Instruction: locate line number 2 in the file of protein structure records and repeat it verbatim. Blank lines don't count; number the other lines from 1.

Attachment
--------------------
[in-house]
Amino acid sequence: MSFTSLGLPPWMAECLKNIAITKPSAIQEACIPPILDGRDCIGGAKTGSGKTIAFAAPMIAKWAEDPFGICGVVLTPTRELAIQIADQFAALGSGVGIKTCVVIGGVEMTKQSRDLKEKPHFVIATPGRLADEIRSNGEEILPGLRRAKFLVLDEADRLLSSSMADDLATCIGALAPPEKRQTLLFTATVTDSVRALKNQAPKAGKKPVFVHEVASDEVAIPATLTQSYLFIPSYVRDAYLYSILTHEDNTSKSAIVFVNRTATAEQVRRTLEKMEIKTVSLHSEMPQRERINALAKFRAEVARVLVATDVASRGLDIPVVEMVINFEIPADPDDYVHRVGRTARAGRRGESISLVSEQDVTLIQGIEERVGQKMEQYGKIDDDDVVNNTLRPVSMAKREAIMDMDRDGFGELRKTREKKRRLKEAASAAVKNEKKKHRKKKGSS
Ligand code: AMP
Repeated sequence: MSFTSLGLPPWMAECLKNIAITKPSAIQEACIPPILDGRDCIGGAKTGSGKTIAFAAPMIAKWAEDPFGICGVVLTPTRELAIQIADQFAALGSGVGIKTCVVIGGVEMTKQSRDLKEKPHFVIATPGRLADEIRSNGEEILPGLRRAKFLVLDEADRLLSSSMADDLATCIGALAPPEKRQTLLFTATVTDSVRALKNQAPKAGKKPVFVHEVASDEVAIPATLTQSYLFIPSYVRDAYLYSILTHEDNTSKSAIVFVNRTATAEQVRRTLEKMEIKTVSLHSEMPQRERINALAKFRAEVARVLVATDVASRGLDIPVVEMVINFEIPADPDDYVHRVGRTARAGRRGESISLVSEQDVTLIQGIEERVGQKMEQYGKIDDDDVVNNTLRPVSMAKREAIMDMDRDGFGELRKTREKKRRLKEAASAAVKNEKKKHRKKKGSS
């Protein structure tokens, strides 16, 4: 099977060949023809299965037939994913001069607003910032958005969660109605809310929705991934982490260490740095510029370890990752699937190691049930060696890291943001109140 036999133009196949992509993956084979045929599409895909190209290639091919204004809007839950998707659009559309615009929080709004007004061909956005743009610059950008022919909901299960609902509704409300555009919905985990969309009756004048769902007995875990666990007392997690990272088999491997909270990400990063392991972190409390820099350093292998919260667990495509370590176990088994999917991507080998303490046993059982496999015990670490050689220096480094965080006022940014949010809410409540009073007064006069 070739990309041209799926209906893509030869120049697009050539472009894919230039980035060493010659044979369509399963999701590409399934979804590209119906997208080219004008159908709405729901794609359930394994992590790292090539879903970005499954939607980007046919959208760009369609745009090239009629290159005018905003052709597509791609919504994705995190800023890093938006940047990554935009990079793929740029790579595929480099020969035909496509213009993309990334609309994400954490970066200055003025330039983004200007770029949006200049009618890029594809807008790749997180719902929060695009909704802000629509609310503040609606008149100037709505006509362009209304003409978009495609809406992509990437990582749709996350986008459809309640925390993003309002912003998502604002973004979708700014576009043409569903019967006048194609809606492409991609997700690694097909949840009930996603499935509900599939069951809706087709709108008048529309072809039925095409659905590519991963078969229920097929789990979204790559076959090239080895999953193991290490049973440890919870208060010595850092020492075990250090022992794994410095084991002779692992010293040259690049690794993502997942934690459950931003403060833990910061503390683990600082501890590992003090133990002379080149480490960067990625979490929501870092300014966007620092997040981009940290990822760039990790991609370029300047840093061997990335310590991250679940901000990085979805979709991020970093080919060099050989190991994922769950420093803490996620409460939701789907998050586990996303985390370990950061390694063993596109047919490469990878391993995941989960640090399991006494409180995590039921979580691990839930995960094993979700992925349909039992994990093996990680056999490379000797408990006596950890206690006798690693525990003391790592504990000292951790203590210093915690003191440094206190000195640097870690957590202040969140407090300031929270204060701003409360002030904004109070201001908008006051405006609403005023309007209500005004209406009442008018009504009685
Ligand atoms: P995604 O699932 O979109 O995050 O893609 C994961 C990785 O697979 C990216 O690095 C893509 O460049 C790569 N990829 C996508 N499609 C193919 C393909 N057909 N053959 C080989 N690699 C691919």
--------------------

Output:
Amino acid sequence: MSFTSLGLPPWMAECLKNIAITKPSAIQEACIPPILDGRDCIGGAKTGSGKTIAFAAPMIAKWAEDPFGICGVVLTPTRELAIQIADQFAALGSGVGIKTCVVIGGVEMTKQSRDLKEKPHFVIATPGRLADEIRSNGEEILPGLRRAKFLVLDEADRLLSSSMADDLATCIGALAPPEKRQTLLFTATVTDSVRALKNQAPKAGKKPVFVHEVASDEVAIPATLTQSYLFIPSYVRDAYLYSILTHEDNTSKSAIVFVNRTATAEQVRRTLEKMEIKTVSLHSEMPQRERINALAKFRAEVARVLVATDVASRGLDIPVVEMVINFEIPADPDDYVHRVGRTARAGRRGESISLVSEQDVTLIQGIEERVGQKMEQYGKIDDDDVVNNTLRPVSMAKREAIMDMDRDGFGELRKTREKKRRLKEAASAAVKNEKKKHRKKKGSS